There are few generational divides when it concerns spending decisions and luxury goods, a report released Wednesday by The Luxury Institute revealed.
Although volatility has returned to the stock market, the luxury sector of fashion apparel and accessories is being driven by a nascent rebound in the global economy and a growing appetite for top-quality products by Baby Boomers, Gen-Xers and Millennials.
The overall trend remains higher, producing a significant wealth effect, and retailers in the luxury space are benefiting from the improving economic outlook in the global market as well as from climbing equity rates and real estate prices in China, the U.S. and Europe, which show double-digit percentage gains in year-over-year median sales prices. Confidence is on the rise across Europe and in China, where fears of inflation and currency issues are subsiding as GDP growth continues to move north of 7 percent.
The report, which also defines luxury brands and purchase influences across generations, concluded that in a favorable macroenvironment, there is a big opportunity for “nimble” competitors to gain market share quickly from established brands. Case in point: In the luxury handbag arena, “Michael Kors has established itself as a dominant brand worldwide, much to the consternation of a much older brand, Coach.…Kors is expected to grow revenues 47 percent to $3.2 billion this year, while Coach is looking at a drop of 3 percent to $4.9 billion.…As new generations continue to redefine what constitutes luxury, brands will need to stay in touch with the evolution of tastes and preferences,” the report noted.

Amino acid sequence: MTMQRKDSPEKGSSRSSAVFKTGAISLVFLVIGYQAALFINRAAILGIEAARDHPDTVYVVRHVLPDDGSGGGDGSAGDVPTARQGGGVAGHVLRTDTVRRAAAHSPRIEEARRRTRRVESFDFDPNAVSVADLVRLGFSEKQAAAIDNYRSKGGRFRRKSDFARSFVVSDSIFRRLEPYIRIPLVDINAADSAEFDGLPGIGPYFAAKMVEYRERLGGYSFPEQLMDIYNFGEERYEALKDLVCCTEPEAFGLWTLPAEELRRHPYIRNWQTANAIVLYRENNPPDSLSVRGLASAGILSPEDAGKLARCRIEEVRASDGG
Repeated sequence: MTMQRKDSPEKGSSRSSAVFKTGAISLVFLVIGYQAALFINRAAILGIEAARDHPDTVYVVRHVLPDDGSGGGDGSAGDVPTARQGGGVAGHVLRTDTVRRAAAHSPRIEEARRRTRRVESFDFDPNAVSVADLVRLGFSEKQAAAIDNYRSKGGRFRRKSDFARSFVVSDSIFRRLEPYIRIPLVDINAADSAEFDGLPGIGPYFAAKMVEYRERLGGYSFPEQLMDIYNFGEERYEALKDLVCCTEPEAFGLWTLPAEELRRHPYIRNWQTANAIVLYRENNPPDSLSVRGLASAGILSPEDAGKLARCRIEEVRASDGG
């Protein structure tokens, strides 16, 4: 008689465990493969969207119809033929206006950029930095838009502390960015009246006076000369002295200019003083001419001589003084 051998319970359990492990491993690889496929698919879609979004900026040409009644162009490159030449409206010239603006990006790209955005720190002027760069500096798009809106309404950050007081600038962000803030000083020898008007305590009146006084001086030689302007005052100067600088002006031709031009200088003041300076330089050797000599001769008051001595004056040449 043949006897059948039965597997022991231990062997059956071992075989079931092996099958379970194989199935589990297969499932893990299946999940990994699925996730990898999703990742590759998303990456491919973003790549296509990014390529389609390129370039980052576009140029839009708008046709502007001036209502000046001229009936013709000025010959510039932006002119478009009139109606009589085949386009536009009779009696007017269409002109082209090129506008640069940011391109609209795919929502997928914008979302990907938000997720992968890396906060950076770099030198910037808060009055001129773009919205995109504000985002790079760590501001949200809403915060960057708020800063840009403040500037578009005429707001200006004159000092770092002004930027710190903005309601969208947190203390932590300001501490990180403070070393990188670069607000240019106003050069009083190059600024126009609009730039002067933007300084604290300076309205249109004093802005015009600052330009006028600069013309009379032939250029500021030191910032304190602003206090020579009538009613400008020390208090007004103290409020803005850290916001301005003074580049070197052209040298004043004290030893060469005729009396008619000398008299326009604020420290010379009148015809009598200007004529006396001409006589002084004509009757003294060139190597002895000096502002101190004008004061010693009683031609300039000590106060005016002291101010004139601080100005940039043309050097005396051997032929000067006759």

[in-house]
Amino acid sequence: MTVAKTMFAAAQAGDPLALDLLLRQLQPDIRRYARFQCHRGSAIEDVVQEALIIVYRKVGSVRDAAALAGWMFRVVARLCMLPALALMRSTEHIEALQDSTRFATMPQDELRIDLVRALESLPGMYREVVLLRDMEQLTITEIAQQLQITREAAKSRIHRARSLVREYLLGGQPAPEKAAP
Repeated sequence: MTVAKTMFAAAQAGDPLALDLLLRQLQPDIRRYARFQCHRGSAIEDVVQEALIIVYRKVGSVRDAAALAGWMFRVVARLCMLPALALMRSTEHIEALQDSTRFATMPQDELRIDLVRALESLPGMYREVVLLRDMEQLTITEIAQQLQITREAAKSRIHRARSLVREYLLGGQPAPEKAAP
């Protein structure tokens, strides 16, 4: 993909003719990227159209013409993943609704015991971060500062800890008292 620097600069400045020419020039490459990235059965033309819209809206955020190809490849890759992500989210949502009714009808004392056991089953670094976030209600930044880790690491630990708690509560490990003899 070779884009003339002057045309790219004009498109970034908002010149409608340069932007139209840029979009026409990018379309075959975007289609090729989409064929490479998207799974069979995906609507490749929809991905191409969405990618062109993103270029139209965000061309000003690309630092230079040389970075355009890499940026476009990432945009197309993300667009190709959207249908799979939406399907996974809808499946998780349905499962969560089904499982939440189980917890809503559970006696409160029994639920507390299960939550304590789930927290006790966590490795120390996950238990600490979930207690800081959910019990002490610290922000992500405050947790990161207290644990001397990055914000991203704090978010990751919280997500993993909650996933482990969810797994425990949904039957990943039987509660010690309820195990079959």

The Luxury Institute surveyed consumers age 21 and older from U.S. households with minimum annual income of $150,000 about specific triggers that influence purchases. Median annual income of respondents was $224,000, while median net worth was $1.3 million.
“Wealthy shoppers of all three generations agree that superior quality (86 percent) and craftsmanship (76 percent) are the top two most essential elements of a luxury brand, with superior customer service (62 percent) and design (62 percent) also defined as vital attributes. As for what influences the purchase decision, the opinions of others count a great deal for Millennials (68 percent).…The tendency to consult others drops with age as 64 percent of Gen-Xers and 58 percent of Baby Boomers say they query their friends before making a [luxury] purchase,” the report found.
It was further noted that Millennials are “significantly” more inclined than their older cohorts to place greater weight on a brand’s history, one-of-a-kind products and investment value when it comes to assessing luxury brands, but are open to embracing new ideas. Unlike Baby Boomers, who grew accustomed to online discounts and have expectations of free shipping and rewards programs, affluent younger generations prefer tailored, one-on-one relationships with luxury brands.
Other key points include:
• Online shopping is a well-established and popular sales channel across all age groups, with Baby Boomers, Gen-Xers and Millennials “all nearly equally as likely to have made their last luxury purchase online as in-store.”
• Brand Web sites (35 percent) are universally the most popular sources of information wealthy consumers use when preparing to make a purchase.
• Younger shoppers, along with their parents and grandparents, all agree that convenient return policies and lifetime guarantees are the two most potent features of luxury brands that add to their experience and influences them to buy more from a particular merchant.
The report concluded that in order to justify premium pricing and become a leader in the highly competitive luxury market, brands must deliver quality, craftsmanship, service and design at the highest levels.
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